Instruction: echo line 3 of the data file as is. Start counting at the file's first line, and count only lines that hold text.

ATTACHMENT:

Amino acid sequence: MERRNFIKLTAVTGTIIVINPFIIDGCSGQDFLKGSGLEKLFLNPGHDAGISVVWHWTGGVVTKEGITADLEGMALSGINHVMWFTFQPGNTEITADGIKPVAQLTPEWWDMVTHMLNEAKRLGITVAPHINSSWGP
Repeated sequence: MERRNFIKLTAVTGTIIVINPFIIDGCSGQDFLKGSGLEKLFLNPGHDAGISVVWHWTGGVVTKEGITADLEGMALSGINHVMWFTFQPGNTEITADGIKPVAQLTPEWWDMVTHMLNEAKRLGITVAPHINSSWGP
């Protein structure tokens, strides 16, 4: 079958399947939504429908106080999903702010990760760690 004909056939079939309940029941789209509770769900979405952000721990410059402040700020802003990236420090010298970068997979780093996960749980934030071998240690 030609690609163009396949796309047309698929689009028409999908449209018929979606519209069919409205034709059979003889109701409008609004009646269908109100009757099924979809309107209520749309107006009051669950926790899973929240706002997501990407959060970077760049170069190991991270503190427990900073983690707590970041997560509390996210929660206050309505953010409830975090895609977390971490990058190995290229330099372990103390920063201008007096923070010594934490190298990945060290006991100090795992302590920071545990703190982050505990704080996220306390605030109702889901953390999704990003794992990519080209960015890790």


């Protein structure tokens, strides 16, 4: 079958399947939504429908106080999903702010990760760690 004909056939079939309940029941789209509770769900979405952000721990410059402040700020802003990236420090010298970068997979780093996960749980934030071998240690 030609690609163009396949796309047309698929689009028409999908449209018929979606519209069919409205034709059979003889109701409008609004009646269908109100009757099924979809309107209520749309107006009051669950926790899973929240706002997501990407959060970077760049170069190991991270503190427990900073983690707590970041997560509390996210929660206050309505953010409830975090895609977390971490990058190995290229330099372990103390920063201008007096923070010594934490190298990945060290006991100090795992302590920071545990703190982050505990704080996220306390605030109702889901953390999704990003794992990519080209960015890790």